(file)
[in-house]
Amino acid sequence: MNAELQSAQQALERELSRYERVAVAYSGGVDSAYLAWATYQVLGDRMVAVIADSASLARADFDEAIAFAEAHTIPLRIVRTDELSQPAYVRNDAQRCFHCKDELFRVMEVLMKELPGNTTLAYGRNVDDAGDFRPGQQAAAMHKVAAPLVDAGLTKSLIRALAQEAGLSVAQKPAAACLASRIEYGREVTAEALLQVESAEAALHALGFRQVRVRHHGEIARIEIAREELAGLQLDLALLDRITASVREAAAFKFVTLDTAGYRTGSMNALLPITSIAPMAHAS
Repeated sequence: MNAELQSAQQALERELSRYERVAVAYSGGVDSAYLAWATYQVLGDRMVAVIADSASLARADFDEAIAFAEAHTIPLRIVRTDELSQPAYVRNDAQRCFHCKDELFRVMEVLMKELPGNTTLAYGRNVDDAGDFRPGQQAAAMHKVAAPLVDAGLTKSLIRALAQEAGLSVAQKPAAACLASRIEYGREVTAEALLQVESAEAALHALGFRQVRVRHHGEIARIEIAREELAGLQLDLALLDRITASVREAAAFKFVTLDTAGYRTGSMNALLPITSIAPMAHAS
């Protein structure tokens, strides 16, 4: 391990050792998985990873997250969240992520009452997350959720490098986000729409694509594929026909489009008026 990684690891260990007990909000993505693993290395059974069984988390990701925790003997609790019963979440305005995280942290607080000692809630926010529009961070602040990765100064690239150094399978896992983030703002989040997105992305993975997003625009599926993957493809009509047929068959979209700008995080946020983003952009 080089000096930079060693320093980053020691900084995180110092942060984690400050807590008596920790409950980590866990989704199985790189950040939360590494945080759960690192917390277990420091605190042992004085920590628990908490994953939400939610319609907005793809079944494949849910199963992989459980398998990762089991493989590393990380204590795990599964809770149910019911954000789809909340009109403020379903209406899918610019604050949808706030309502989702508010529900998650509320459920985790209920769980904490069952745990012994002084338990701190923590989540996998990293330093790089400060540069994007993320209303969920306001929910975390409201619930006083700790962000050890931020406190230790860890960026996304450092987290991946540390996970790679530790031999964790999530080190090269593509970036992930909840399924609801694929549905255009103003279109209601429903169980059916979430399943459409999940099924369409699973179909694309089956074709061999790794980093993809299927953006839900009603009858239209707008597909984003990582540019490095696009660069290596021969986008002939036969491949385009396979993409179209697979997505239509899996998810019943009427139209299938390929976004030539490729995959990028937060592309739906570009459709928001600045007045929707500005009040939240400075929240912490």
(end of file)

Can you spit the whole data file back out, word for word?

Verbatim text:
[in-house]
Amino acid sequence: MNAELQSAQQALERELSRYERVAVAYSGGVDSAYLAWATYQVLGDRMVAVIADSASLARADFDEAIAFAEAHTIPLRIVRTDELSQPAYVRNDAQRCFHCKDELFRVMEVLMKELPGNTTLAYGRNVDDAGDFRPGQQAAAMHKVAAPLVDAGLTKSLIRALAQEAGLSVAQKPAAACLASRIEYGREVTAEALLQVESAEAALHALGFRQVRVRHHGEIARIEIAREELAGLQLDLALLDRITASVREAAAFKFVTLDTAGYRTGSMNALLPITSIAPMAHAS
Repeated sequence: MNAELQSAQQALERELSRYERVAVAYSGGVDSAYLAWATYQVLGDRMVAVIADSASLARADFDEAIAFAEAHTIPLRIVRTDELSQPAYVRNDAQRCFHCKDELFRVMEVLMKELPGNTTLAYGRNVDDAGDFRPGQQAAAMHKVAAPLVDAGLTKSLIRALAQEAGLSVAQKPAAACLASRIEYGREVTAEALLQVESAEAALHALGFRQVRVRHHGEIARIEIAREELAGLQLDLALLDRITASVREAAAFKFVTLDTAGYRTGSMNALLPITSIAPMAHAS
């Protein structure tokens, strides 16, 4: 391990050792998985990873997250969240992520009452997350959720490098986000729409694509594929026909489009008026 990684690891260990007990909000993505693993290395059974069984988390990701925790003997609790019963979440305005995280942290607080000692809630926010529009961070602040990765100064690239150094399978896992983030703002989040997105992305993975997003625009599926993957493809009509047929068959979209700008995080946020983003952009 080089000096930079060693320093980053020691900084995180110092942060984690400050807590008596920790409950980590866990989704199985790189950040939360590494945080759960690192917390277990420091605190042992004085920590628990908490994953939400939610319609907005793809079944494949849910199963992989459980398998990762089991493989590393990380204590795990599964809770149910019911954000789809909340009109403020379903209406899918610019604050949808706030309502989702508010529900998650509320459920985790209920769980904490069952745990012994002084338990701190923590989540996998990293330093790089400060540069994007993320209303969920306001929910975390409201619930006083700790962000050890931020406190230790860890960026996304450092987290991946540390996970790679530790031999964790999530080190090269593509970036992930909840399924609801694929549905255009103003279109209601429903169980059916979430399943459409999940099924369409699973179909694309089956074709061999790794980093993809299927953006839900009603009858239209707008597909984003990582540019490095696009660069290596021969986008002939036969491949385009396979993409179209697979997505239509899996998810019943009427139209299938390929976004030539490729995959990028937060592309739906570009459709928001600045007045929707500005009040939240400075929240912490």